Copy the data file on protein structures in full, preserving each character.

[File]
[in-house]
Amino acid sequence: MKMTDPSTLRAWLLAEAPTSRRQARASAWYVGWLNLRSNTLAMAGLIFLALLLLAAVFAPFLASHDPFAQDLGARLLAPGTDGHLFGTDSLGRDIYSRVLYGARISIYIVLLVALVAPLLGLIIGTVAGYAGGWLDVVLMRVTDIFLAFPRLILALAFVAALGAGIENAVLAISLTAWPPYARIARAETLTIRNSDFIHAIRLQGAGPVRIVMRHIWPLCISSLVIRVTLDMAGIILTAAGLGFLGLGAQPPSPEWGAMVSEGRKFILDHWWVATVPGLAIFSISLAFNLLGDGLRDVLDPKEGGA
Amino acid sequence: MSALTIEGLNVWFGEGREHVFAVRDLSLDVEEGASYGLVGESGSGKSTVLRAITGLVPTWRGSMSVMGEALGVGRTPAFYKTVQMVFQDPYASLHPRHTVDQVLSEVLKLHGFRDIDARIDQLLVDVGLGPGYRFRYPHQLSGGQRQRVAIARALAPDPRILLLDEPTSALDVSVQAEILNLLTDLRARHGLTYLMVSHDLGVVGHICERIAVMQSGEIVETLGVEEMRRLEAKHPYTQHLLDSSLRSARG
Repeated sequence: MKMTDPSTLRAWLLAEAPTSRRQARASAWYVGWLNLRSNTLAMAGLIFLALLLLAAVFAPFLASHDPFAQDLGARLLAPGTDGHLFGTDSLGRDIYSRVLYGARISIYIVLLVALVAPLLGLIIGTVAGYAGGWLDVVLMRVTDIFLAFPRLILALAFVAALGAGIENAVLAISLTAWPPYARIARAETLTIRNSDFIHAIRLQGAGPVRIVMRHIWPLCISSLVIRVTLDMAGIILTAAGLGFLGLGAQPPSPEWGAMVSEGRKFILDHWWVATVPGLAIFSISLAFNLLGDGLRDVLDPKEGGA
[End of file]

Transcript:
[in-house]
Amino acid sequence: MKMTDPSTLRAWLLAEAPTSRRQARASAWYVGWLNLRSNTLAMAGLIFLALLLLAAVFAPFLASHDPFAQDLGARLLAPGTDGHLFGTDSLGRDIYSRVLYGARISIYIVLLVALVAPLLGLIIGTVAGYAGGWLDVVLMRVTDIFLAFPRLILALAFVAALGAGIENAVLAISLTAWPPYARIARAETLTIRNSDFIHAIRLQGAGPVRIVMRHIWPLCISSLVIRVTLDMAGIILTAAGLGFLGLGAQPPSPEWGAMVSEGRKFILDHWWVATVPGLAIFSISLAFNLLGDGLRDVLDPKEGGA
Amino acid sequence: MSALTIEGLNVWFGEGREHVFAVRDLSLDVEEGASYGLVGESGSGKSTVLRAITGLVPTWRGSMSVMGEALGVGRTPAFYKTVQMVFQDPYASLHPRHTVDQVLSEVLKLHGFRDIDARIDQLLVDVGLGPGYRFRYPHQLSGGQRQRVAIARALAPDPRILLLDEPTSALDVSVQAEILNLLTDLRARHGLTYLMVSHDLGVVGHICERIAVMQSGEIVETLGVEEMRRLEAKHPYTQHLLDSSLRSARG
Repeated sequence: MKMTDPSTLRAWLLAEAPTSRRQARASAWYVGWLNLRSNTLAMAGLIFLALLLLAAVFAPFLASHDPFAQDLGARLLAPGTDGHLFGTDSLGRDIYSRVLYGARISIYIVLLVALVAPLLGLIIGTVAGYAGGWLDVVLMRVTDIFLAFPRLILALAFVAALGAGIENAVLAISLTAWPPYARIARAETLTIRNSDFIHAIRLQGAGPVRIVMRHIWPLCISSLVIRVTLDMAGIILTAAGLGFLGLGAQPPSPEWGAMVSEGRKFILDHWWVATVPGLAIFSISLAFNLLGDGLRDVLDPKEGGA